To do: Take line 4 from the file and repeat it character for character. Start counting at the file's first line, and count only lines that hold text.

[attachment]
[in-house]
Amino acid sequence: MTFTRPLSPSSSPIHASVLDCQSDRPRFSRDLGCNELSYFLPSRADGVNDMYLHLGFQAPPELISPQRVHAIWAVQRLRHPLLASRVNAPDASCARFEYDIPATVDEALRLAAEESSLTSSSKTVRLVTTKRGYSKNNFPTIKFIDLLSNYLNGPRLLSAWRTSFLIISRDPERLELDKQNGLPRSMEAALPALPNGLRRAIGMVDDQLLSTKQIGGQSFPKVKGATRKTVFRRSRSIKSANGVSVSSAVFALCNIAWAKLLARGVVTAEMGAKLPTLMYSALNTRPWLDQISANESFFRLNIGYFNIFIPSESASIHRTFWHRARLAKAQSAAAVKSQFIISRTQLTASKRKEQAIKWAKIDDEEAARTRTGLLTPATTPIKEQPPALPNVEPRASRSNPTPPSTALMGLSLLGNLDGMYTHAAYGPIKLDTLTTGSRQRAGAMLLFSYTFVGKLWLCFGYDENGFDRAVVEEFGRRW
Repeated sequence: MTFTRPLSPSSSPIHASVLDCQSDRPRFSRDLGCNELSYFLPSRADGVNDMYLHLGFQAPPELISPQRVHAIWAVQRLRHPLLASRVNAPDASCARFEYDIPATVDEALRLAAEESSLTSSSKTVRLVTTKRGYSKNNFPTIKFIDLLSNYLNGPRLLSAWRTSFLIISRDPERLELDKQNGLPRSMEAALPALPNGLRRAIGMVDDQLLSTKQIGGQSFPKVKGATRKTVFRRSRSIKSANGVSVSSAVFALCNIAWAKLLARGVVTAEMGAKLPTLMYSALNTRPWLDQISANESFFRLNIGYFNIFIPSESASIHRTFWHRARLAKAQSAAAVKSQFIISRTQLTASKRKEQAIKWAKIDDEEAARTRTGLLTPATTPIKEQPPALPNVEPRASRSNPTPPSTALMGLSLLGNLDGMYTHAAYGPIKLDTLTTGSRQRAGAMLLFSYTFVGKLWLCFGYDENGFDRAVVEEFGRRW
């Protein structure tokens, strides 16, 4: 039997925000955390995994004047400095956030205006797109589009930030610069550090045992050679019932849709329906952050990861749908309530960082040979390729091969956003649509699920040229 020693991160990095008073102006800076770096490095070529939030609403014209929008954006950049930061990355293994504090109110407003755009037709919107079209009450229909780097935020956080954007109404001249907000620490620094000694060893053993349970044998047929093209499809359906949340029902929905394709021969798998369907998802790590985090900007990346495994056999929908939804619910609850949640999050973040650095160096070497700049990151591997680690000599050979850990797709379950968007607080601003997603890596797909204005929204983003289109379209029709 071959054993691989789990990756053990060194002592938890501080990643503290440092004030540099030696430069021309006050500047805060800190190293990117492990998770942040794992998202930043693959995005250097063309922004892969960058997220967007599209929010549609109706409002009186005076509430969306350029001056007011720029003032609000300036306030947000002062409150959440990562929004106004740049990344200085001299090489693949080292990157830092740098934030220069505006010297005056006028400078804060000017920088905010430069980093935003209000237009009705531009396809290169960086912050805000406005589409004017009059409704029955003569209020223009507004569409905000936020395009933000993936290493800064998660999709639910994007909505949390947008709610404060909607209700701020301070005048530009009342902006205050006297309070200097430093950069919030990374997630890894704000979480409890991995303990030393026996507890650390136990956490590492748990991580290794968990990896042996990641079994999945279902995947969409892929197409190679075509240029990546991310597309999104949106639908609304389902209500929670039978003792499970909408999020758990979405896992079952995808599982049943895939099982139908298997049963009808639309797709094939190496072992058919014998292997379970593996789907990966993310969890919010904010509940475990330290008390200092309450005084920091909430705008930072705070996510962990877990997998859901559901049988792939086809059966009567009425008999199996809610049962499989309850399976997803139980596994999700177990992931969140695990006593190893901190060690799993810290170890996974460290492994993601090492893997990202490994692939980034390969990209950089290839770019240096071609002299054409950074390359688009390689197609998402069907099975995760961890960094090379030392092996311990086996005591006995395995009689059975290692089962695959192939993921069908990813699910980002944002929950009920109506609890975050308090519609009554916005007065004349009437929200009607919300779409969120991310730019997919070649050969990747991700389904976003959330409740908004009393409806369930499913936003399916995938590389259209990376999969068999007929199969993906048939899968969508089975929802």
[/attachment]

């Protein structure tokens, strides 16, 4: 039997925000955390995994004047400095956030205006797109589009930030610069550090045992050679019932849709329906952050990861749908309530960082040979390729091969956003649509699920040229 020693991160990095008073102006800076770096490095070529939030609403014209929008954006950049930061990355293994504090109110407003755009037709919107079209009450229909780097935020956080954007109404001249907000620490620094000694060893053993349970044998047929093209499809359906949340029902929905394709021969798998369907998802790590985090900007990346495994056999929908939804619910609850949640999050973040650095160096070497700049990151591997680690000599050979850990797709379950968007607080601003997603890596797909204005929204983003289109379209029709 071959054993691989789990990756053990060194002592938890501080990643503290440092004030540099030696430069021309006050500047805060800190190293990117492990998770942040794992998202930043693959995005250097063309922004892969960058997220967007599209929010549609109706409002009186005076509430969306350029001056007011720029003032609000300036306030947000002062409150959440990562929004106004740049990344200085001299090489693949080292990157830092740098934030220069505006010297005056006028400078804060000017920088905010430069980093935003209000237009009705531009396809290169960086912050805000406005589409004017009059409704029955003569209020223009507004569409905000936020395009933000993936290493800064998660999709639910994007909505949390947008709610404060909607209700701020301070005048530009009342902006205050006297309070200097430093950069919030990374997630890894704000979480409890991995303990030393026996507890650390136990956490590492748990991580290794968990990896042996990641079994999945279902995947969409892929197409190679075509240029990546991310597309999104949106639908609304389902209500929670039978003792499970909408999020758990979405896992079952995808599982049943895939099982139908298997049963009808639309797709094939190496072992058919014998292997379970593996789907990966993310969890919010904010509940475990330290008390200092309450005084920091909430705008930072705070996510962990877990997998859901559901049988792939086809059966009567009425008999199996809610049962499989309850399976997803139980596994999700177990992931969140695990006593190893901190060690799993810290170890996974460290492994993601090492893997990202490994692939980034390969990209950089290839770019240096071609002299054409950074390359688009390689197609998402069907099975995760961890960094090379030392092996311990086996005591006995395995009689059975290692089962695959192939993921069908990813699910980002944002929950009920109506609890975050308090519609009554916005007065004349009437929200009607919300779409969120991310730019997919070649050969990747991700389904976003959330409740908004009393409806369930499913936003399916995938590389259209990376999969068999007929199969993906048939899968969508089975929802």